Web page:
Santa Cruz, California, is home to many wonderful framebuilders and many of which we’ve documented here on The Radavist over the years. From Rock Lobster to Black Cat, and Hunter Cycles, there’s no shortage of Shop Visits from the area to browse. However, one shop I’ve long wanted to document is Caletti Cycles, so when the Chris King Guest House event happened earlier this month, based out of the Caletti Cycles shop, I made sure to photograph this wonderful space along with one of John Caletti’s recent personal builds.
Let’s check out what goes on Inside Caletti Cycles below!
Background: About Caletti Cycles
In the years since 2004 when John Caletti began building frames, he’s developed his own unique style, aesthetic, and fit philosophy. From his flat bar Scrambler, to rigid 29ers, gravel bikes, and yeah, rim brake road bikes, the Caletti name adorns the whole gamut of handmade bikes. He designs each of his client’s bikes to suit their specific needs and offers up a delicious finishing menu for these custom steeds.
Check out the full titanium finishes options to whet your creative whistle!
Caletti specializes in steel and titanium, with the latter offering many opportunities to elaborate anodizing finishing opportunities. Inspired by vintage moto and skate culture, the in-house designed Caletti finishes are colorful, vibrant, and elaborate; they fully transform raw framesets into rideable works of art.
Foreground: Caletti Scrambler with Ingrid Components and Chris King Wheels
I reviewed the Caletti Scrambler a few years ago, so it was nice seeing this titanium showpiece up close and in person. Scramblers are designed to be around town rippers – capable machines for taking on gravel roads, bike paths, and cutty singletrack options. They’re kind of nestled in between a gravel bike and a commuter bike, but with their own personality.
John’s bike got the full treatment, with a Gator-inspired paint scheme, Ingrid Components, and flashy Chris King Wheels. John and I ride the same size bike, so taking this one for a rip around the parking lot added to the documentation process. You know, for scientific reasons!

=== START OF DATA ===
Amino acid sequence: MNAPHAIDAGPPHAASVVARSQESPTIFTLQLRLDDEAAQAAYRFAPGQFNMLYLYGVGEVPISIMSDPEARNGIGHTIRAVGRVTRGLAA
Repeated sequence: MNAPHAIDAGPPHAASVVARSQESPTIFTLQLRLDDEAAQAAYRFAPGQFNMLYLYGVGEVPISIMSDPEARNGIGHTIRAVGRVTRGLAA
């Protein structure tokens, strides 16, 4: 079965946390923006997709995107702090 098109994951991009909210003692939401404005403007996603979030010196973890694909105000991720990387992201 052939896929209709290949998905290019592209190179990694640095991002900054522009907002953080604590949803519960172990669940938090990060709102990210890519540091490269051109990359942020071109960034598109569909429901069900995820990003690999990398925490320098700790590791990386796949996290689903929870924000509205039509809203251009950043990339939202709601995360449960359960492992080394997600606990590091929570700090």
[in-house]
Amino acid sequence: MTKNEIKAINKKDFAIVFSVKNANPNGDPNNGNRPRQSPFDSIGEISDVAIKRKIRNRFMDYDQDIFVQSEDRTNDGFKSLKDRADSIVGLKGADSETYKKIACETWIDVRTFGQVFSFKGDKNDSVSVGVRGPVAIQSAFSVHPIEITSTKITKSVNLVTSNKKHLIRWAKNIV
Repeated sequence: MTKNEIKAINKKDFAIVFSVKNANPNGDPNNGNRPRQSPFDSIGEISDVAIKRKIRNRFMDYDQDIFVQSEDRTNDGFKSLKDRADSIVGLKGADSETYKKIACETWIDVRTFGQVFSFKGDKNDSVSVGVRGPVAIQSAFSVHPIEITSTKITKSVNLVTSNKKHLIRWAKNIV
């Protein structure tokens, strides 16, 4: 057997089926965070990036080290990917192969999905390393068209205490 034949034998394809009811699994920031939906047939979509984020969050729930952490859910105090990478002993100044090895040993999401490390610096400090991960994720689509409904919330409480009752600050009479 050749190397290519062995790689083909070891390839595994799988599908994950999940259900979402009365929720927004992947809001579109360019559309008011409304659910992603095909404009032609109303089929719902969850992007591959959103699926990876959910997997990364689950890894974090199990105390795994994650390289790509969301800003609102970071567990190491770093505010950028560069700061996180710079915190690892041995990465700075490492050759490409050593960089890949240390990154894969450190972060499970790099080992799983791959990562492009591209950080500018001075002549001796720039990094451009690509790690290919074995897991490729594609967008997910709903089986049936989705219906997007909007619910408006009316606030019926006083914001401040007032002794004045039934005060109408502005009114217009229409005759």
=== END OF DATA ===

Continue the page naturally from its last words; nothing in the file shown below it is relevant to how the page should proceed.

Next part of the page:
What I like the most about this bike, in particular, is the consistent color motifs, the stance, and the proportions of such a big frame. It’s not easy to make a large bike feel balanced, but something about this one’s presence just feels right. Even that beefy fork looks well proportioned here!
Set and Setting: Inside the Shop
Some shops are dusty, filled with buckets of tubing scraps, with walls covered in posters, while others are organized, clean, and minimal. While both are a joy to document photographically, it was nice to have such contrast between Paul Sadoff’s Rock Lobster shop and John Caletti’s space. One isn’t necessarily better than the other photographically, but I can appreciate them equally.
I love it when the frame queue is on display, for starters, both as a visual reminder of the production timeline and as an aesthetic feature. Seeing frames lined up with different sizes, finishes, and usages speaks to the variety of bikes John builds.
Visual cues sprinkled throughout the space showcase where John finds inspiration for his paint designs. Here’s his Ducati and his ’round town Scrambler on full display.
Ocean themes, reflecting the beach vibes of Santa Cruz, in vibrant colors and motifs are repeated throughout this shop space.
Zach, Alex and John Caletti
… and the reminder that bikes are fun!
Thanks to John and the Caletti Cycles crew for hosting the Chris King Guest House event, and thanks for letting me poke around the shop!